THE OFFICIAL Portland Fashion Week may have come and gone, but this week sees two collections of note making their debut. One is an artistic collaboration between a photography artist and an apparel designer, the other an in-house line of modern, adaptable basics from the city's premier production house for independent design.

Devon Yan-Berrong's last collection for his Devonation line took a page from Madame Butterfly, a theme he is continuing to develop with Modern Butterfly. Yan-Berrong met fashion photographer Choiyee Wong after she modeled for another designer showing alongside Devonation—impressed with Yan-Berrong's clothing, she approached him about putting together a photo shoot. The result is To Sacrifice Is to Love, which Yan-Berrong says worked well because of a shared cultural understanding of what he was trying to convey. "Embracing their Chinese roots, fashion designer Devon Yan-Berrong and fashion photographer Choiyee Wong have turned the clocks back to the old society," the official statement reads. "A deeply moving collection of photos based [on] three different parts of love stories from the early 1900s to the 1930s that express the desires and needs to be loved, but also the reality of feudatories, prejudice, and arrogance in the old Chinese society at that time, which would not allow such a love to thrive."

Fans of Yan-Berrong will want to take special care not to miss this show, as it will most likely be his last in Portland. "In Portland, it's still a little bit difficult for us to survive," he says of his impending relocation to Seattle. "A lot of people appreciate designers' work, but not a lot of people can spend the money to support it. I thought maybe it would be better to have my workshop in a bigger city." theSlate, 2011 NW 19th, #104, Thurs Oct 20, 6:30 pm doors, 8 pm show, $10

Speaking of expansion, the Portland Garment Factory production house is one outfit that has managed to do so on local soil. This week they celebrate their third anniversary with the unveiling of HouseLine—literally, their in-house line of what founder Britt Howard describes as, "modern foundation pieces that are really well made." The fall collection, heavy on wool, includes a hooded cape, drop-waisted shift dresses, and high-waisted circle skirts that are designed to complement many of the lines the factory produces. Tackling two seasons at once, they'll also be showing a spring line with items like shorts, pencil shirts, and a shirt dress in linen.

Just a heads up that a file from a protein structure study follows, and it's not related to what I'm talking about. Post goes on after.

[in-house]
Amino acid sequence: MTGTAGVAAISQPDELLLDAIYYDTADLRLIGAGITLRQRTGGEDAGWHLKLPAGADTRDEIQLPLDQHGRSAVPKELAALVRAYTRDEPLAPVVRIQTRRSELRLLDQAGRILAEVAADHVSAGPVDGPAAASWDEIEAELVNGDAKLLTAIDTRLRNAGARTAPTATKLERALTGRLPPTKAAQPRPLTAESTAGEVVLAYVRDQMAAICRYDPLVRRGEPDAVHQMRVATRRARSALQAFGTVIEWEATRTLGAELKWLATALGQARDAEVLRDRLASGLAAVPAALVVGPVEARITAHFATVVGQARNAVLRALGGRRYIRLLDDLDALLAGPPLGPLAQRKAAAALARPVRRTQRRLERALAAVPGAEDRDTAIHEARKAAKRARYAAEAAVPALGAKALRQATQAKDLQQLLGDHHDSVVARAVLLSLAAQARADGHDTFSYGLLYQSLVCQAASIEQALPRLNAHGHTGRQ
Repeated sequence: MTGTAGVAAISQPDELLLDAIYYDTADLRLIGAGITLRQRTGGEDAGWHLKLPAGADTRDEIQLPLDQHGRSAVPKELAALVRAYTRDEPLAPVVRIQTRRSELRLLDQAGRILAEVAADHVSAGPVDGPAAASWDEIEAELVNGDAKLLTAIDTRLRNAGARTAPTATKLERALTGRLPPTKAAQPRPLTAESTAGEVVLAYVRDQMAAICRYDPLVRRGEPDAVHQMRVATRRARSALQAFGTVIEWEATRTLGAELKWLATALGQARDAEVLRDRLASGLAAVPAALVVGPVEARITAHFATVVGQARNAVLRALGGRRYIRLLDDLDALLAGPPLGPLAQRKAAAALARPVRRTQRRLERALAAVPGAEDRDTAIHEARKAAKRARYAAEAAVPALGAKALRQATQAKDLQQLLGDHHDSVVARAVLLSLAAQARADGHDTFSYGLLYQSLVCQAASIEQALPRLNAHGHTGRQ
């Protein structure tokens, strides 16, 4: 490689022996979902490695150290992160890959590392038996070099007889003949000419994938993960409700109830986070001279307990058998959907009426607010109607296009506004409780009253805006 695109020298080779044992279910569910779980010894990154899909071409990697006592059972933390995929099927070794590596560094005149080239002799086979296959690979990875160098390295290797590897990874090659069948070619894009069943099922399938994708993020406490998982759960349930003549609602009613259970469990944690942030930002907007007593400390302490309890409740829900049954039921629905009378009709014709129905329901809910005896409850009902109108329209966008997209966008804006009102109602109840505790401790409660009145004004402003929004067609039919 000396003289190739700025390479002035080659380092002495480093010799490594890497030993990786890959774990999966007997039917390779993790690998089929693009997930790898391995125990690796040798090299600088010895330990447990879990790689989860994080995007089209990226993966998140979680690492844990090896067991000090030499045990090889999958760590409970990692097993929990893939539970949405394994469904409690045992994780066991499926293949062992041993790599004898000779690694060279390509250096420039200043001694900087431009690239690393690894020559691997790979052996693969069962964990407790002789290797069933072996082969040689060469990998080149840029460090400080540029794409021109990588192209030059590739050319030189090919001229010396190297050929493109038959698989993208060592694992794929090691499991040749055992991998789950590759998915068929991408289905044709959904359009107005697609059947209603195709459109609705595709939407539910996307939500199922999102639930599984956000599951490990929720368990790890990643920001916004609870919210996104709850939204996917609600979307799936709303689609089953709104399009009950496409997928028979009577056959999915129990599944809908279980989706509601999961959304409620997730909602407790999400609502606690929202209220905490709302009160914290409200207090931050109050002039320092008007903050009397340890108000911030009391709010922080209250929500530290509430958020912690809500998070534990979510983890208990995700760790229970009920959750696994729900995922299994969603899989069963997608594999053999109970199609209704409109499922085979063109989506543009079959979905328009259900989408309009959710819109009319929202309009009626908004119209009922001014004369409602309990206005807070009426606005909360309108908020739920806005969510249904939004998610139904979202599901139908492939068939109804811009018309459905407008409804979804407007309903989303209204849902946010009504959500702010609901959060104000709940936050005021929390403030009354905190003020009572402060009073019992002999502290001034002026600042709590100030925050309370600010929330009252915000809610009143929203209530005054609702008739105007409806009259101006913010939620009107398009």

Accompanying the show—set to take place in their 5,000-square-foot factory space—will be a small exhibit featuring friends and clients like Seattle shirt company Tarboo, Laura Irwin's Precious, Stephanie Simek jewelry, plus DJ Ray Ray, who specializes in doo-wop and old rock music. "We thought it would be fitting," explains Howard, "because we think of HouseLine as very American." Portland Garment Factory, 408 SE 79th, Sat Oct 22, 6 pm doors, 7 pm show, $10


One of the West End's most loyally committed boutiques for regional design, Radish Underground is kicking out the stops to celebrate their third anniversary, with a huge number of raffle items and other prizes, carnival games, and more. Radish Underground, 414 SW 10th, Thurs Oct 20, 5-9 pm, free

Committed!, Portland's alternative bridal event, promises a festive environment for brides and grooms to gather inspiration and information on the style of their upcoming nuptials. Complete with a DJ, a whiskey lounge, and separate runway shows for bridesmaids and groomsmen, and brides and grooms. Ambridge Event Center, 1333 NE MLK, Fri Oct 21, 5-9 pm, $8-12

Long-standing resale boutique Here We Go Again celebrates 20 years in business with refreshments, prizes, and a treasure hunt. Stop in either location to enjoy the festivities and eye discounted pieces from lines including True Religion and Marc Jacobs. Here We Go Again, 2438 NE Broadway & 0511 SW Carolina, Fri Oct 21, 5-8 pm, free